Fawn research continues to address survival concerns, with help of volunteers May 8, 2013 Wisconin

Wisconsin Deer Population, Management News and Information Archive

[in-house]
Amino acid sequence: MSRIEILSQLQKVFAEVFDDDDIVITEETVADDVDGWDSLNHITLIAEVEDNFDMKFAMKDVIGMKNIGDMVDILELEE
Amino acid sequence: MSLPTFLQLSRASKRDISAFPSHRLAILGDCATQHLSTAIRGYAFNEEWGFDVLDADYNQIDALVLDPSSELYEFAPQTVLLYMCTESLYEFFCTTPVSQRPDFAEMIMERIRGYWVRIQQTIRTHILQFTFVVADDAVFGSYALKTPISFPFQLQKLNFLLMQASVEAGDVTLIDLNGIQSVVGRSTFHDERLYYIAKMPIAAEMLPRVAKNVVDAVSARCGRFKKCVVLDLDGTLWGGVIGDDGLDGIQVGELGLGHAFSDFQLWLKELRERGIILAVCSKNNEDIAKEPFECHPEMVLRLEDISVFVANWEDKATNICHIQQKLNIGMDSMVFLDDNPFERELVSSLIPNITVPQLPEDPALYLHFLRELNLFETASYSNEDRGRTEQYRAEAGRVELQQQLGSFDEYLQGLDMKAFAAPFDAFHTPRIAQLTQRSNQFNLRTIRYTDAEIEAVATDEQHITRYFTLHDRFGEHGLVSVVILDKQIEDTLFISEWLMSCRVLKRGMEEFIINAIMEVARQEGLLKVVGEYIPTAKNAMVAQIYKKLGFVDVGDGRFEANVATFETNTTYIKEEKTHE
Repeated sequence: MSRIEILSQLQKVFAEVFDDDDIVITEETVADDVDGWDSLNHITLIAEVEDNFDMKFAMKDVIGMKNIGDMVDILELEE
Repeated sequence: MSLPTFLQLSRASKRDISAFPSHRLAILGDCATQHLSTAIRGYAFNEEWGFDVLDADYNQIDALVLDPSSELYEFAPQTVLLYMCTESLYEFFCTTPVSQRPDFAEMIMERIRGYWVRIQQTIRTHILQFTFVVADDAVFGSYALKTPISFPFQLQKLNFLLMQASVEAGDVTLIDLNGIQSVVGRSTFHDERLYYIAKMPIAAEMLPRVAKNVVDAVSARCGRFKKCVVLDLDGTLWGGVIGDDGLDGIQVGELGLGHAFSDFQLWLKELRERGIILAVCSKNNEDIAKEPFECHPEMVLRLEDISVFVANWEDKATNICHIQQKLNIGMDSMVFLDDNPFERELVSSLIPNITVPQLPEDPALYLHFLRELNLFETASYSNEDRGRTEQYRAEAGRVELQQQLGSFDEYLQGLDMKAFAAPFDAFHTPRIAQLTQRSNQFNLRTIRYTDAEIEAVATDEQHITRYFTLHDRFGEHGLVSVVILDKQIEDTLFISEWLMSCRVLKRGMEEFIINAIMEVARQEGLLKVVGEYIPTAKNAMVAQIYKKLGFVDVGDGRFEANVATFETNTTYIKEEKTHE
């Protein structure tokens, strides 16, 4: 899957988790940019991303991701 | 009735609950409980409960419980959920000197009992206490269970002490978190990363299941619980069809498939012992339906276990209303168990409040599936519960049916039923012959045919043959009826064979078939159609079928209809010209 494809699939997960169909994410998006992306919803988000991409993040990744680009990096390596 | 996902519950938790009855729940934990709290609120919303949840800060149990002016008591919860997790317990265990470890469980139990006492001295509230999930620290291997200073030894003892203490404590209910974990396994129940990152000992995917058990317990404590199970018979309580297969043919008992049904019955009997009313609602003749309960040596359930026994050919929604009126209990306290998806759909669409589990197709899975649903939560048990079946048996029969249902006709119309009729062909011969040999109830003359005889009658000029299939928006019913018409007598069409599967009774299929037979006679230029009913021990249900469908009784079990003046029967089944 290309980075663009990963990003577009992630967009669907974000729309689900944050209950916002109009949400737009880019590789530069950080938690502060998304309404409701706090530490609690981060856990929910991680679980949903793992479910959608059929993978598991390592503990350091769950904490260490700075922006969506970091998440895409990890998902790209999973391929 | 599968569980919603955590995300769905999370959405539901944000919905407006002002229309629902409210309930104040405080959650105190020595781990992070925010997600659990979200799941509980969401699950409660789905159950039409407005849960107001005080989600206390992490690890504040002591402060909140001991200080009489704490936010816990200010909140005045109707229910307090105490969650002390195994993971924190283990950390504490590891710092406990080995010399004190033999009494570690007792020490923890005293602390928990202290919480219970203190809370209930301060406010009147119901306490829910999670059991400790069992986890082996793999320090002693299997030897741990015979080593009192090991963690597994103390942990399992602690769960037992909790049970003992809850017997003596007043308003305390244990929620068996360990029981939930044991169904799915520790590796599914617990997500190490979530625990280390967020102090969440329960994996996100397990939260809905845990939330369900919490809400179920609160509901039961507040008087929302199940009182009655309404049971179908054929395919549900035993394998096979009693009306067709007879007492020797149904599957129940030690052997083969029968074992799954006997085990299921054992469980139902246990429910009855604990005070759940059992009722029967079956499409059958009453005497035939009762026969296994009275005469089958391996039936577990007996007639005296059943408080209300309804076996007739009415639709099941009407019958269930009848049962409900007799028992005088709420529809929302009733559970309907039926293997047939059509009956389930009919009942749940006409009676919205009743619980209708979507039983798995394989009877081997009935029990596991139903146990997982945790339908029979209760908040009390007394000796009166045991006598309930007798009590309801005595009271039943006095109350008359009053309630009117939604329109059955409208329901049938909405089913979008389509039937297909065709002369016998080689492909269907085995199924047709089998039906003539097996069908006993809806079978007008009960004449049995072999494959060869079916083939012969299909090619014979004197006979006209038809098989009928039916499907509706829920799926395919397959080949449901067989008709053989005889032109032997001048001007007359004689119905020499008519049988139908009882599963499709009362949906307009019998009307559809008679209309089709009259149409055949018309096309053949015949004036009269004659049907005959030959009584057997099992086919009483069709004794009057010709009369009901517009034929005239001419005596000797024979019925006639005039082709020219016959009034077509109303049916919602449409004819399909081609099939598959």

... This past winter, hundreds of volunteers helped state wildlife researchers in capturing and placing radio collars on yearling and adult deer. Now researchers would like help locating and radio collaring newborn fawns during May and June.  “Most fawns are born during the last week of May and first week of June, which is a short time frame to meet our goal of getting radio collars on 80 fawns,” said Jared Duquette, Department of Natural Resources ungulate research ecologist.  “Mother deer do not make our job easy,” explains Duquette. “They typically hide their fawns in thick vegetation or in expansive grassy fields where the fawns are naturally camouflaged and remain motionless. We have to do a lot of walking to find them and rely on strength in numbers with our volunteers. It’s a lot of fun to find these little guys, and helps us get key information on fawn survival.” ...  A total of 212 fawns, including 144 (94 radio collared, 50 ear-tagged) in the Shiocton area and 68 (60 radio collared, eight ear-tagged) in the Winter area, were captured...

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